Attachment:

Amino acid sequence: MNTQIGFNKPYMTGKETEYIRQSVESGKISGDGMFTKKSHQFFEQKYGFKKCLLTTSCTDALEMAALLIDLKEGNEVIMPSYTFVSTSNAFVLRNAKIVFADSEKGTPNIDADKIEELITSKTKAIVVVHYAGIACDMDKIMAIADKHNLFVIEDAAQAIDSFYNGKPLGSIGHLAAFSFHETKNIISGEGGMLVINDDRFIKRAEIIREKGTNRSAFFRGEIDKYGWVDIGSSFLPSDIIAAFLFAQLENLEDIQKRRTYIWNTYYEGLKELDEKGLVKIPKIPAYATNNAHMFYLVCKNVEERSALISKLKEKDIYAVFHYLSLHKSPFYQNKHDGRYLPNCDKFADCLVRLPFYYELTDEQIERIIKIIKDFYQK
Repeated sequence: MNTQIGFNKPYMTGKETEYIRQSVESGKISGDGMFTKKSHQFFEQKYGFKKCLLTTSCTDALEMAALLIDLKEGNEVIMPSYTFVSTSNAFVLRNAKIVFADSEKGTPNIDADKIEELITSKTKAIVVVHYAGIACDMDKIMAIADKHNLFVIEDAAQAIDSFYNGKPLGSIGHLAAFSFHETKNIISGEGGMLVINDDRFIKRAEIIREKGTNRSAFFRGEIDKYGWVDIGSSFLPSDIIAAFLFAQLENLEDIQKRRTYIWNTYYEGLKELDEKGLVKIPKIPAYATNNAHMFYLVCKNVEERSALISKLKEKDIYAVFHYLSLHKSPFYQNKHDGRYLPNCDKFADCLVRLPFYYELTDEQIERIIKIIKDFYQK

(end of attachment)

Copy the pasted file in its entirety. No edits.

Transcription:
Amino acid sequence: MNTQIGFNKPYMTGKETEYIRQSVESGKISGDGMFTKKSHQFFEQKYGFKKCLLTTSCTDALEMAALLIDLKEGNEVIMPSYTFVSTSNAFVLRNAKIVFADSEKGTPNIDADKIEELITSKTKAIVVVHYAGIACDMDKIMAIADKHNLFVIEDAAQAIDSFYNGKPLGSIGHLAAFSFHETKNIISGEGGMLVINDDRFIKRAEIIREKGTNRSAFFRGEIDKYGWVDIGSSFLPSDIIAAFLFAQLENLEDIQKRRTYIWNTYYEGLKELDEKGLVKIPKIPAYATNNAHMFYLVCKNVEERSALISKLKEKDIYAVFHYLSLHKSPFYQNKHDGRYLPNCDKFADCLVRLPFYYELTDEQIERIIKIIKDFYQK
Repeated sequence: MNTQIGFNKPYMTGKETEYIRQSVESGKISGDGMFTKKSHQFFEQKYGFKKCLLTTSCTDALEMAALLIDLKEGNEVIMPSYTFVSTSNAFVLRNAKIVFADSEKGTPNIDADKIEELITSKTKAIVVVHYAGIACDMDKIMAIADKHNLFVIEDAAQAIDSFYNGKPLGSIGHLAAFSFHETKNIISGEGGMLVINDDRFIKRAEIIREKGTNRSAFFRGEIDKYGWVDIGSSFLPSDIIAAFLFAQLENLEDIQKRRTYIWNTYYEGLKELDEKGLVKIPKIPAYATNNAHMFYLVCKNVEERSALISKLKEKDIYAVFHYLSLHKSPFYQNKHDGRYLPNCDKFADCLVRLPFYYELTDEQIERIIKIIKDFYQK